USPS Rapped on Performance Reporting

Though the U.S. Postal Service has delivery standards for its major mail types, some have not been updated in years to reflect changes in how mail is prepared and delivered.

The Government Accountability Office made this point July 27 in a report requested by Sen. Susan Collins, R-ME, who chairs the Senate Committee on Homeland Security and Governmental Affairs, and Sen. Tom Carper, D-DE, the committee’s ranking minority member.

The GAO was asked to assess the postal service’s performance standards for timely mail delivery, delivery performance information that the USPS collects and reports, and progress made to improve this performance information.

The report found USPS standards “unsuitable as benchmarks for setting realistic expectations for timely mail delivery, measuring delivery performance or improving service, oversight and accountability.” Such standards and results are central to providing universal service and for management, oversight and accountability.

The USPS plans to update some standards, the report said, but “some delivery standards are not easily accessible, which impedes mailers from obtaining information to make informed decisions.” The report noted that the USPS does not measure and disclose delivery performance for most mail types. Representative measures do not cover Standard, bulk First Class, Periodicals and most package services.

“Without sufficient transparency, it is difficult for USPS and its customers to identify and address delivery problems and for Congress, the Postal Rate Commission and others to hold management accountable for results and conduct independent oversight,” the report said.

The report cited as impediments to progress:

· Lack of continued USPS management commitment on recommendations from joint USPS/mailer committees.

· Technology limitations.

· Data quality deficiencies.

· Limited mailer participation in providing needed performance data.

· Costs.

The GAO recommended that Postmaster General John E. Potter take these actions:

· Modernize delivery standards for all major types of mail so that they reflect USPS operations and can be used as benchmarks for understanding and measuring delivery performance.

· Provide a clear commitment in the USPS Comprehensive Statement on Postal Operations to develop a complete set of delivery performance measures for each major mail type.

· Implement representative delivery performance measures for all major mail types by improving collaboration with mailers and others to ensure effective working relationships, accountability and results.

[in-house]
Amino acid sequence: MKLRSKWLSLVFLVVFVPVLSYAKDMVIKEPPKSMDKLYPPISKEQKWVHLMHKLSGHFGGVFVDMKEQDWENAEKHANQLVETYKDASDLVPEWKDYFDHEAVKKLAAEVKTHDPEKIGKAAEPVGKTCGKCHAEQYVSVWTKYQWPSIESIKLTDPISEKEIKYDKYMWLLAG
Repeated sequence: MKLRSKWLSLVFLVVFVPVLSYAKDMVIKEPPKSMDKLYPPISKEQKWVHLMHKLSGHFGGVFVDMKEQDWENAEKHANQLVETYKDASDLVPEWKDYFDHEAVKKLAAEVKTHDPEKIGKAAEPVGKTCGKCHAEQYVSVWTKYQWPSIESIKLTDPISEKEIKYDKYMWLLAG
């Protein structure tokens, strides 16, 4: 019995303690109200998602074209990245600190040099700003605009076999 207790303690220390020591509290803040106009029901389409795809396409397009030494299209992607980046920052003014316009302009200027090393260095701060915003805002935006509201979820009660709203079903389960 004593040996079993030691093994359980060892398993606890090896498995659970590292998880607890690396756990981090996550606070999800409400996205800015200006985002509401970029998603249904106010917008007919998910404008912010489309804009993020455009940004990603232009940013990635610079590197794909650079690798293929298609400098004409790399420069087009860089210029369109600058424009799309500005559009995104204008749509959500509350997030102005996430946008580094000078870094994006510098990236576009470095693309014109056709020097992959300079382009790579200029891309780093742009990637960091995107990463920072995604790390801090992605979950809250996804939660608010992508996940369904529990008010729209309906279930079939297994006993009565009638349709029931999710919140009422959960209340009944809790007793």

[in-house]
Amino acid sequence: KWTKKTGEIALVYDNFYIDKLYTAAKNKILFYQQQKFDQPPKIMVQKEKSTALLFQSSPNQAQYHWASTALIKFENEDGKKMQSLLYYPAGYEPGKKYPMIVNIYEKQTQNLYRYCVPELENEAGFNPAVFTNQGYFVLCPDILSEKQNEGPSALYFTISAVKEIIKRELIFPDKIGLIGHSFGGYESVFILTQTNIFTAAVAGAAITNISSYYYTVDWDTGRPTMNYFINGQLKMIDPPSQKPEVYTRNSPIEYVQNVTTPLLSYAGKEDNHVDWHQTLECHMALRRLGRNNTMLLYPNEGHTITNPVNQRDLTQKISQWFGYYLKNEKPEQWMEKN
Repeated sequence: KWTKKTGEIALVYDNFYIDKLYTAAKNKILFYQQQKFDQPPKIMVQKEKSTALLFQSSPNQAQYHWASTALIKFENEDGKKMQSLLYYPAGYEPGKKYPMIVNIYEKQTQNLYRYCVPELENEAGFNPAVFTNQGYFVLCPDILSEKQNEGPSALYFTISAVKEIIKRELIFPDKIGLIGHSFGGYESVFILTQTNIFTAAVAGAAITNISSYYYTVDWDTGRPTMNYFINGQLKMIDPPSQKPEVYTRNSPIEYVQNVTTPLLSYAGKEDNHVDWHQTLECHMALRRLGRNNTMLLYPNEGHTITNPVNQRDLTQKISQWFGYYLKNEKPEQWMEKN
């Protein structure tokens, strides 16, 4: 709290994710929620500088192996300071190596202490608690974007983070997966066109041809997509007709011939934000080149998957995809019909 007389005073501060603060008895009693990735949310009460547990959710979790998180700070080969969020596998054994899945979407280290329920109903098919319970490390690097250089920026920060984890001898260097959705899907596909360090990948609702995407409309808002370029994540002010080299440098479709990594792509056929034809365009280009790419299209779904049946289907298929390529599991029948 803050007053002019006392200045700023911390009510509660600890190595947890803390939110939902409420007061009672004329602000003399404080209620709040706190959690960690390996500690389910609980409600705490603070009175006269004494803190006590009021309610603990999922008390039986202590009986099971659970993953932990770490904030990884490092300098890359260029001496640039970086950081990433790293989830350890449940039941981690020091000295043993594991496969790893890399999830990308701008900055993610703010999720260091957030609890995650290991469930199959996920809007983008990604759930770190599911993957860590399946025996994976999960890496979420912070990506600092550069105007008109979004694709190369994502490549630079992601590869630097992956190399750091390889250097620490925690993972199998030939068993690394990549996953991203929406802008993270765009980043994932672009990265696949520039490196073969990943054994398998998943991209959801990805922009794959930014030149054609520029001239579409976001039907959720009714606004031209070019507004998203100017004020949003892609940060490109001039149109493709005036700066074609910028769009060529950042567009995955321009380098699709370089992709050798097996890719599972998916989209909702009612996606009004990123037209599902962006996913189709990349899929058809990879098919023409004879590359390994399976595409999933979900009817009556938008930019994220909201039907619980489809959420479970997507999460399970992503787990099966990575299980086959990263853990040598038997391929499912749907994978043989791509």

· Improve the transparency of delivery performance standards, measures and results by disclosing more information publicly, including in its annual performance reports to Congress as well as providing easily accessible information on its Web site.

The USPS disagreed that its standards are outdated and detailed its vision to improve service measures and transparency. In a letter to the GAO commenting on a draft of the report, Mr. Potter said that ” … the core issue is service … and according to all indicators, we are succeeding in our goal of continuous service improvement. We are not content with maintaining the status quo.”

In terms of service, the agency has implemented a “balanced scorecard” that bases 40 percent of organizational success on achieving defined service performance metrics, supporting personal and unit accountability, he said.

Mr. Potter also said that visibility must extend through the entire mail value chain and that the USPS intends to lead this effort via technological solutions such as the four-state customer barcode and enhancements to bulk mail acceptance systems.

He added that “our experience has demonstrated that it is particularly difficult to design a broad and effective measurement system for Standard and Periodicals mail. Our previous attempts were unsuccessful for several reasons. Standard Mail lacks a postmark or other reliable measure of acceptance into our system. Also, a single Standard mailing can be entered at multiple facilities, presort levels, container levels and on different days. These same complexities exist for Periodicals Mail, a situation compounded by various publication frequencies, ranging from daily, with same-day delivery, to quarterlies.”

Mr. Potter took issue with the notion of USPS service standards as outdated.

“For over three decades, we have established, monitored and refined our standards, as appropriate, based on operational changes,” he said. “The fact that some standards have remained consistent over time cannot and should not be interpreted to mean those standards have not been reviewed or that they are outdated. Rather, it means we have determined that they still work for the mailers and the postal service.”

The report, “U.S. Postal Service: Delivery Performance Standards, Measurement and Reporting Need Improvement,” is available at

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